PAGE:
Skip to main content
Article
Transitional justice and changing memories of the past in Central Europe
Government and Opposition
  • Roman DAVID, Lingnan University, Hong Kong
Document Type
Journal article
Publication Date
1-1-2015
Disciplines
Abstract

Memories of wrongdoings are often viewed as an obstacle to reconciliation in divided societies. Is it due to the past or the present politics of the past? To examine the dilemma of essentialism versus presentism, this article investigates the impact of transitional justice on memories of wrongdoing. It theorizes that using different transitional justice strategies to deal with the same wrongdoing shapes memories in different ways. The theory is tested via vignette-based surveys in the Czech Republic, Hungary and Poland, which adopted distinct lustration laws. The results show that wrongdoing is viewed through lustration laws, reflecting present power constellations, not history.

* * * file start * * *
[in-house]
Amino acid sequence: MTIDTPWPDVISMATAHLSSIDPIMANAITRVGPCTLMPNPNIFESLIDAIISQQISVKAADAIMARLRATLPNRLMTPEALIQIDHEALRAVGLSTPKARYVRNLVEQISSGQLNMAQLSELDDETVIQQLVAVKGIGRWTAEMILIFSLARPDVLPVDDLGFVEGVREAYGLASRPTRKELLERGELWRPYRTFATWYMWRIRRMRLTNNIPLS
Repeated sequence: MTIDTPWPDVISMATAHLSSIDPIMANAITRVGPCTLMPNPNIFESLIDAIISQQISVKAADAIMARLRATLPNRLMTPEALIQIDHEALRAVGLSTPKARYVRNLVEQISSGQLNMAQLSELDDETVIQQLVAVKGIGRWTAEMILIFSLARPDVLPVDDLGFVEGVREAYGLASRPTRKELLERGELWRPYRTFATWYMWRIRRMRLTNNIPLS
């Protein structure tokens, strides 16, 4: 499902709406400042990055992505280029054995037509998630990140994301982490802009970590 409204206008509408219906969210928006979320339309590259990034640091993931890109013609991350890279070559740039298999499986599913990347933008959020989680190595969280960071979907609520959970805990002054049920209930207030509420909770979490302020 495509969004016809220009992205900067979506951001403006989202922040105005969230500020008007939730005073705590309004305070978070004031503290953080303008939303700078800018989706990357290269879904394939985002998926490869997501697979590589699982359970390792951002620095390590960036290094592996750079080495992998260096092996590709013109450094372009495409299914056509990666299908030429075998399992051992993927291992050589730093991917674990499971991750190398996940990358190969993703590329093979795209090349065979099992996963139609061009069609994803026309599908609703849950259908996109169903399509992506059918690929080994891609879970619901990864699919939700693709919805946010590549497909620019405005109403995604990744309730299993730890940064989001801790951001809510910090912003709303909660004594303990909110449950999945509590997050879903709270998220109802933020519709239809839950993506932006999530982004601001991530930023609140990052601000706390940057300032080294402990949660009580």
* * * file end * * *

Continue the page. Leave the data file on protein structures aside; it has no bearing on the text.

DOI
10.1017/gov.2013.37
E-ISSN
14777053
Publisher Statement

Copyright © The Author(s). Published by Government and Opposition Limited and Cambridge University Press 2013

Access to external full text or publisher's version may require subscription.

Full-text Version
Publisher’s Version
Citation Information
David, R. (2015). Transitional justice and changing memories of the past in Central Europe. Government and Opposition, 50(1), 24-44. doi: 10.1017/gov.2013.37